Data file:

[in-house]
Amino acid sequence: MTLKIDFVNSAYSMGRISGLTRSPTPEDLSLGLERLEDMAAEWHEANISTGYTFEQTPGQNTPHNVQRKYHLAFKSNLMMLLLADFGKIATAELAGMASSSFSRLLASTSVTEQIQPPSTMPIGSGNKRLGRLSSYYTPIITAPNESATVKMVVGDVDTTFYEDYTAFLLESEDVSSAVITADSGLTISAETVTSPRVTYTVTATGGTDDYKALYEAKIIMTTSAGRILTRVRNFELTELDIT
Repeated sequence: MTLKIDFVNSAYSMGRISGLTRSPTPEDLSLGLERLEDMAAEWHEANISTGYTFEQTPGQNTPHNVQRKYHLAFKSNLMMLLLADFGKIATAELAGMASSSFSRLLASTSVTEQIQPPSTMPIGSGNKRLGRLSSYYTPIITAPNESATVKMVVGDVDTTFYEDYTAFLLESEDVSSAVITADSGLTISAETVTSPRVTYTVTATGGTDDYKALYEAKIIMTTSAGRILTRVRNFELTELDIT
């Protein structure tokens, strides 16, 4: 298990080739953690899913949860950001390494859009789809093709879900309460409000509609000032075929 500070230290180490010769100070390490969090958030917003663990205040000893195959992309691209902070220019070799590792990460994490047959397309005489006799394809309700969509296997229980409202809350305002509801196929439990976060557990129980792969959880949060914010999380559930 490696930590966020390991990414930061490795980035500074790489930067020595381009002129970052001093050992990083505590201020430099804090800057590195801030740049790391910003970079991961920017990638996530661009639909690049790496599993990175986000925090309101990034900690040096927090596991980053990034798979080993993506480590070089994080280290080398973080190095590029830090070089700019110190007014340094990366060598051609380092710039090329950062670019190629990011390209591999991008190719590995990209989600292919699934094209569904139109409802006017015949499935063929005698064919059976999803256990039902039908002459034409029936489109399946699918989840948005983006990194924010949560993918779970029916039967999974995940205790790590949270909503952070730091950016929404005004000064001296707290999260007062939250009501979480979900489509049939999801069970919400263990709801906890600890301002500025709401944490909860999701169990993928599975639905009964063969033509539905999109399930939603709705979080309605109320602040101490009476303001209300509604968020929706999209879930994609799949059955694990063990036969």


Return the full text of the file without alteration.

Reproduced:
[in-house]
Amino acid sequence: MTLKIDFVNSAYSMGRISGLTRSPTPEDLSLGLERLEDMAAEWHEANISTGYTFEQTPGQNTPHNVQRKYHLAFKSNLMMLLLADFGKIATAELAGMASSSFSRLLASTSVTEQIQPPSTMPIGSGNKRLGRLSSYYTPIITAPNESATVKMVVGDVDTTFYEDYTAFLLESEDVSSAVITADSGLTISAETVTSPRVTYTVTATGGTDDYKALYEAKIIMTTSAGRILTRVRNFELTELDIT
Repeated sequence: MTLKIDFVNSAYSMGRISGLTRSPTPEDLSLGLERLEDMAAEWHEANISTGYTFEQTPGQNTPHNVQRKYHLAFKSNLMMLLLADFGKIATAELAGMASSSFSRLLASTSVTEQIQPPSTMPIGSGNKRLGRLSSYYTPIITAPNESATVKMVVGDVDTTFYEDYTAFLLESEDVSSAVITADSGLTISAETVTSPRVTYTVTATGGTDDYKALYEAKIIMTTSAGRILTRVRNFELTELDIT
């Protein structure tokens, strides 16, 4: 298990080739953690899913949860950001390494859009789809093709879900309460409000509609000032075929 500070230290180490010769100070390490969090958030917003663990205040000893195959992309691209902070220019070799590792990460994490047959397309005489006799394809309700969509296997229980409202809350305002509801196929439990976060557990129980792969959880949060914010999380559930 490696930590966020390991990414930061490795980035500074790489930067020595381009002129970052001093050992990083505590201020430099804090800057590195801030740049790391910003970079991961920017990638996530661009639909690049790496599993990175986000925090309101990034900690040096927090596991980053990034798979080993993506480590070089994080280290080398973080190095590029830090070089700019110190007014340094990366060598051609380092710039090329950062670019190629990011390209591999991008190719590995990209989600292919699934094209569904139109409802006017015949499935063929005698064919059976999803256990039902039908002459034409029936489109399946699918989840948005983006990194924010949560993918779970029916039967999974995940205790790590949270909503952070730091950016929404005004000064001296707290999260007062939250009501979480979900489509049939999801069970919400263990709801906890600890301002500025709401944490909860999701169990993928599975639905009964063969033509539905999109399930939603709705979080309605109320602040101490009476303001209300509604968020929706999209879930994609799949059955694990063990036969």